Monday, April 07, 2008

New Orleans

This appeared in the news recently. I remember when it hit the news 4 years ago. Yes, I was working downtown at that point. I remember that a similiar inicident almost happened right in front of me in downtown Athens less than a week later, and I was relieved when things didn't play out the way that they did that night in New Orleans.

So my stance on the subject? Let's look at the facts, first:

Jones was drunk...twice the legal limit, in fact. He was denied entry to a bar, reportedly because of a dresscode violation. He sucker punched one of the doormen with a closed fist. He resisted arrest.

My conclusion? His death was a direct result of his decision to go out, get drunk and fight. How should a doorman be held responsible for his death when physically attacked by a drunken stranger?

He shouldn't. Plain and simple. Did Jones deserve to die? Absolutely not. I can't begin to try to expain the door policies at Razoo because I'm not familiar with them. I wasn't there when it happened and I've never worked at a bar in New Orleans.

But what I can draw from is my own experience. And my own experience is this. The customers are out to get drunk. The bar employees are there to do their job, make their money, and go home. Who do you normally believe? The drunk or the sober kid?

It sounds sad, and it's a shame. I truly believe that. A human life should never be lost because of bar scene bullshit, but it happens sometimes. Alcohol makes people do dumb things, and when you throw in a few variables here and there, sometimes people get hurt or get killed.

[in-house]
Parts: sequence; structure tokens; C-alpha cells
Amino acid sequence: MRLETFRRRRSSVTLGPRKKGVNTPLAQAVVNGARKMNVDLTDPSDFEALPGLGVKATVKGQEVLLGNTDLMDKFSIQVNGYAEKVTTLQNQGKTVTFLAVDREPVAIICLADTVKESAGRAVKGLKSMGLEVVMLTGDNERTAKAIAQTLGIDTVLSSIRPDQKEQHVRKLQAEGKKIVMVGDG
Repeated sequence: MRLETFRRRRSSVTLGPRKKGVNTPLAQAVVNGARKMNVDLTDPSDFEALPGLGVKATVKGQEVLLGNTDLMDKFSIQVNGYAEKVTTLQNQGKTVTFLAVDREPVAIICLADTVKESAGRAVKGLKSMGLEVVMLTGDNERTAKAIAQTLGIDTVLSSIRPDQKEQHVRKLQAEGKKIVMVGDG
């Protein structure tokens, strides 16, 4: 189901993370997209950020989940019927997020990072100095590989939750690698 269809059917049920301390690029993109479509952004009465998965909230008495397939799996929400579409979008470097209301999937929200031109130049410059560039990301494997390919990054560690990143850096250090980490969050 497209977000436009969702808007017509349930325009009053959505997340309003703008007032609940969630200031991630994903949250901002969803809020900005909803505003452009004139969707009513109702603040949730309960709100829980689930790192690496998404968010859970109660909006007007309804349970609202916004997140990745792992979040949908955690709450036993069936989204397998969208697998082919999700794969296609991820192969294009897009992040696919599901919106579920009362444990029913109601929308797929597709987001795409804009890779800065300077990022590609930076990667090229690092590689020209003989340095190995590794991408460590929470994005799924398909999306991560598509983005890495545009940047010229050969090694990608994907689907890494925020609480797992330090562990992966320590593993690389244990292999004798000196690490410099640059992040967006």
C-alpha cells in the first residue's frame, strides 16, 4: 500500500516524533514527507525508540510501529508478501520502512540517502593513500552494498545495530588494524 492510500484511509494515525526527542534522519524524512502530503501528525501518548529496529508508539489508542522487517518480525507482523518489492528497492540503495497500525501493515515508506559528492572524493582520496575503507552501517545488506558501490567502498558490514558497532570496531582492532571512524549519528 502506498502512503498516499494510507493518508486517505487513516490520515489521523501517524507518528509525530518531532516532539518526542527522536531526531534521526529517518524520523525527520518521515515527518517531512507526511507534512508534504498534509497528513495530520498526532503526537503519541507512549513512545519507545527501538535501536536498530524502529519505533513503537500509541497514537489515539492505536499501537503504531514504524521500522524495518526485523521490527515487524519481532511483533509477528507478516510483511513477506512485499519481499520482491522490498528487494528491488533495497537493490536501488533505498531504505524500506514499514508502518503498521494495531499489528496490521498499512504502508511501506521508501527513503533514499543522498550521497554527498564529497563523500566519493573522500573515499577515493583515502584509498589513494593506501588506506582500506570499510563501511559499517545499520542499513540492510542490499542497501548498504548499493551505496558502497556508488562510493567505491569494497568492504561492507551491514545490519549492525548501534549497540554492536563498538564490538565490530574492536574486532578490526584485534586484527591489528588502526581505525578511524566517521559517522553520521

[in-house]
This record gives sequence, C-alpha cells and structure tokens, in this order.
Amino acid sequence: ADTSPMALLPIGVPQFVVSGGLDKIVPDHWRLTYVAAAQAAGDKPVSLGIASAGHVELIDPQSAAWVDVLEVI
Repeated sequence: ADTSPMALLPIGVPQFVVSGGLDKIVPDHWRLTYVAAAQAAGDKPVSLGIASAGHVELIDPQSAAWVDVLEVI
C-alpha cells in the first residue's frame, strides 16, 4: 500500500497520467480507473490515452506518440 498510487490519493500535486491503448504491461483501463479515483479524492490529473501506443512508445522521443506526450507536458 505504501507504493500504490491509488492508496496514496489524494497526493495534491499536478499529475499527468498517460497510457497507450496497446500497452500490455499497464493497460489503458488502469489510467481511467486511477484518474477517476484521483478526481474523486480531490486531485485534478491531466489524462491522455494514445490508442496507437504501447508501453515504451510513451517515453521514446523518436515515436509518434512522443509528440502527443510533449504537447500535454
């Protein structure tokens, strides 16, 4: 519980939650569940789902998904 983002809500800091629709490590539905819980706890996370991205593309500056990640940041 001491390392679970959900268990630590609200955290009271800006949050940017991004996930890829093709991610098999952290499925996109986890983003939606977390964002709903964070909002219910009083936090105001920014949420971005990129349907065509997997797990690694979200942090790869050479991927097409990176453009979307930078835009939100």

I can only imagine Jones' family and friends frustration, and it may be hard to believe that the person that's not around to stand up for themselves possibly could have not made the best decisions that night, and those decisions may have ultimately led to their death, but facts are facts. I can imagine they want someone to blame, and they feel it couldn't be their son, their friend, or their boyfriend who's ultimately responsible for actions that may not be becoming of them. But sometimes people make mistakes. Sometimes people make mistakes that cost them their life. And I feel bad that Levon Jones did that while he was under the influence of alcohol, but he did.

And it's not the bouncers fault.

3 Comments:

At 9:17 PM, Anonymous Anonymous said...

I read the story. Sounds like he was asphyxiated.

I don't know the details, but on your blog haven't you talked about choking someone until they become unconscious? Maybe that's what they were doing, choking him out and they ended up suffocating him. That would have to be at least manslaughter, maybe worse. Maybe choking is a bad tactic to use to try to control someone, although a door person certainly doesn't have the skills, the tools or the discretion to use those tools available to a police officer so I don't know what else you could do. Maybe just throw him outside and then let the cops handle it.

New Orleans is a shitty town. Maybe that's why that hurricane was sent to kick their ass.

 
At 1:34 PM, Anonymous Anonymous said...

This has nothing to do with this entry. Just wanted to say that I admire you for not having killed anyone yet. I am 33 now, but I was once a 19 year old punk at UGA trying to sneak into the bars. I never fucked with the doormen by taunting or threatening them, because frankly, I am a small guy and I didn't have a hankering for an ass-whooping. However, I remember how you guys were treated by my contemporaries.

As a 33 year old man now, I doubt I would have the restraint to refrain from beating the ever-living shit out of some rich, suburban Atlanta 20 year old little puke who is cussing me out because I won't let him break the law.

My hat is off to you.

 
At 8:55 PM, Blogger Cousin Pat from Georgia said...

The case would be the nearly the same if the folks who were holding him down were police officers. But the officers would have far more sympathy from the public.

And that ain't sayin' a lot.

 

Post a Comment

<< Home